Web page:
But is this really what openness to the Spirit is all about? Converting people to believe exactly as you do?
Anne Lamott has become famous for saying: “You can safely assume you’ve created God in your own image when it turns out that God hates all the same people you do.”
And it’s true, isn’t it? While it is easy to create an agenda that you think is the “proper way” or the “right way” or the most “theologically astute way,” it’s not always the God way.
The Spirit really cares little for all our nonsensical categories.
The Spirit really cares little for who we think was made more beautifully in God’s image.
The Spirit really has no time to waste on those who can be approved by church councils and denominational boards for who has the most pristine theological pedigree.
The Spirit lives and moves and breathes in all kinds of people . . . even people, from our perspective, that we find very little common ground with actually often it is the Spirit moves in people we don’t agree with very much.
Professor Roberta Bondi of Emory University Divinity School says in her volume, To Pray and to Love this about being open to the Spirit in one another: “the goal of life . . . if you want to live by love is not to live by principles . . . rather relationship.”
Of course this doesn’t mean that there aren’t times when living as God people in a particular community as you are doing here that you won’t need to be prescriptive or prophetic. Or that principles of faith don’t matter. Or that there won’t be times when the church will discern together on something and not every one will come along 100% and relationships will suffer.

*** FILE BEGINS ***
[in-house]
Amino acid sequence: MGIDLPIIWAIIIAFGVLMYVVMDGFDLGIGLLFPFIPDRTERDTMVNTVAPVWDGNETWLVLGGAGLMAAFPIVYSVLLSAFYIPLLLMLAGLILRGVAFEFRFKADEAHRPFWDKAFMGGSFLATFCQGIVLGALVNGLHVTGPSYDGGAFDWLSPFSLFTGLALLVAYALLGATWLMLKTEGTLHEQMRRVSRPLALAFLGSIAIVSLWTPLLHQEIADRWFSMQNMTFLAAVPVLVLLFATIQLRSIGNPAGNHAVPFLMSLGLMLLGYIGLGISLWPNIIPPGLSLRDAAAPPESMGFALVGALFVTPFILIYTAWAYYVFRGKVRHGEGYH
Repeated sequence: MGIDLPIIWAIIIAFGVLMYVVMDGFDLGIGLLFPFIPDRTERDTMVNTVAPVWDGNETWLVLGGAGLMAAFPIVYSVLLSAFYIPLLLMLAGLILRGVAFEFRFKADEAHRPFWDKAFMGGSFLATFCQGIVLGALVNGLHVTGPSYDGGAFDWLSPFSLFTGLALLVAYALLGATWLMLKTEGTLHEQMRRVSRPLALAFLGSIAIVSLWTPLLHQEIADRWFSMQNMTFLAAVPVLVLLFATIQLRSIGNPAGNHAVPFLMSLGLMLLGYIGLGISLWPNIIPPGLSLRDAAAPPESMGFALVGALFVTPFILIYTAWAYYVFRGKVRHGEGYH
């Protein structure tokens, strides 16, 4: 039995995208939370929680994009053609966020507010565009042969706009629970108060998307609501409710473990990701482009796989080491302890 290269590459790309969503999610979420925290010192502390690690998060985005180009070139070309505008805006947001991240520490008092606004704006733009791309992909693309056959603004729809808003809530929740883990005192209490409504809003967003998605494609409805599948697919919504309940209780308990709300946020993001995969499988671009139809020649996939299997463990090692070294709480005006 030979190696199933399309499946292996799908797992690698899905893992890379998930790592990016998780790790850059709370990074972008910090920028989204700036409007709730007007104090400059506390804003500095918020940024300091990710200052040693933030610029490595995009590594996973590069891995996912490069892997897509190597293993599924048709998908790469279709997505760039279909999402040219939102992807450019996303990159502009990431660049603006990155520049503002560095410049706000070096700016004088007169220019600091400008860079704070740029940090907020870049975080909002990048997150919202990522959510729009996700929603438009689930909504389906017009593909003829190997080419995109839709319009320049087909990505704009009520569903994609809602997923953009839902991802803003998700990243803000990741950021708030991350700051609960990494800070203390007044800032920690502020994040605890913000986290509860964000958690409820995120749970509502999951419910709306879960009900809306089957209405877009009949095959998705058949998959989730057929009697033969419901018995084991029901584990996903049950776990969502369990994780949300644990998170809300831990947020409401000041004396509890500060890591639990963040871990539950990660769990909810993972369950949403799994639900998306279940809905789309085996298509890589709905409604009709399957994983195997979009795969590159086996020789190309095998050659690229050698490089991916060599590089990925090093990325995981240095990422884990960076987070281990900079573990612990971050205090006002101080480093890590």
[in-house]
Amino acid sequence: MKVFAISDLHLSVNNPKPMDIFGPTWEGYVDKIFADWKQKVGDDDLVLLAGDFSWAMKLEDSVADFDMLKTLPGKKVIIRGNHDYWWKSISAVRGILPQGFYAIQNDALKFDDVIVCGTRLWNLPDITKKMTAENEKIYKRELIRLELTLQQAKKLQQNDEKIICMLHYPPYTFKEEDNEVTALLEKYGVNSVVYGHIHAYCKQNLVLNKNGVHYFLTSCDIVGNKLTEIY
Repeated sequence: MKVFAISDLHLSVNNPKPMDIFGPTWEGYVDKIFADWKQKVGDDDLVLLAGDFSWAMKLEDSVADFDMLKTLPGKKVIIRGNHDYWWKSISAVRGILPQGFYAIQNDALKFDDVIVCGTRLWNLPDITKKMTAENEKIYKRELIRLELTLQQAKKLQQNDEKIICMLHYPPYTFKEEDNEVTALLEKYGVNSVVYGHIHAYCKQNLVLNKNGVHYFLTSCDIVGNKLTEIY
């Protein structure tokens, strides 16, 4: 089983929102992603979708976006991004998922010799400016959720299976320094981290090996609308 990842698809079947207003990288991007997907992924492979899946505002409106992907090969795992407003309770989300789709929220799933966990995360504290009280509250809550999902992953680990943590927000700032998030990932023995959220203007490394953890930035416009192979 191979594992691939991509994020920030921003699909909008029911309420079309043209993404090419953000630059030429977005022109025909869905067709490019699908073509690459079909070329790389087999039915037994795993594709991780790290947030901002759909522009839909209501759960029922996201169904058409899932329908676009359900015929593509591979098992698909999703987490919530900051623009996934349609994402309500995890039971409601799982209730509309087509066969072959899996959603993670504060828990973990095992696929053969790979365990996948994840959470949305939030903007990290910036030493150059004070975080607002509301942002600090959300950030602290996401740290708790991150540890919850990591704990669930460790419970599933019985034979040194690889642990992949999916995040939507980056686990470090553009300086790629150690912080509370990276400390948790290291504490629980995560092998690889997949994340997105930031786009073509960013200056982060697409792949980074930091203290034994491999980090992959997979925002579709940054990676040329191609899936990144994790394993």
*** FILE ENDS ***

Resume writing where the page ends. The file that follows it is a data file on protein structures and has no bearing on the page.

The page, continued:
But, it does mean that as we are open to the Spirit, our theology will shift as we grow and the people in whom we converse with about our faith to might just shift too. And, our church has to reflect this kind of growth.
Rather than sticking with labels people place on our faith or our communities like, “progressive” or “conservative” or “justice centric” or “evangelistic” we’ve got to be ready to move with the Spirit, even if there isn’t a label for what exactly it means.
I don’t know what kind of people in your life you have trouble seeing the Spirit of God in or welcoming in your community—
-people who strongly support a political party you don’t belong to
-people who make poorer driving decisions in the car than you do
-people who live in neighborhoods you don’t feel comfortable in
-people who live in regions of this world you don’t like too much
-people who worship with louder or softer voices than you prefer
But, regardless, we are all called out on our exclusive behavior of one kind or another and asked us to be open to the new.
For me today, if push came to shovel and you asked me how I prayed, I’d tell you I rarely use male language for God- as I have since 2003. But, I have been gently led the Spirit over the years, in particular in the last year to be more inclusive in conversation with those who do. After all, Jesus calls God His Father throughout the Gospels . . .
Not only does this make family mealtimes more nurturing and loving environment for both Kevin and me too, but it opens me up to learnings about God that I might miss if I am too stuck on the “proper way.” And, it has given me some friends back and let me to new ones too—friends that might not call God the same thing I do, but who are full of the Spirit with much to teach.
In a world of words flying across the internet and on cable tv about why this party or this type of person or this kind of church is bad for believing or doing a certain thing, what a resurrection it could be if we let the Spirit unfold in us direction.
If we let the Spirit unfold in us expanding wisdom
If we let the Spirit unfold beyond labels we place on ourselves or others
If we let the Spirit unfold in us renewed community
If we let the Spirit unfold in us most of all, love.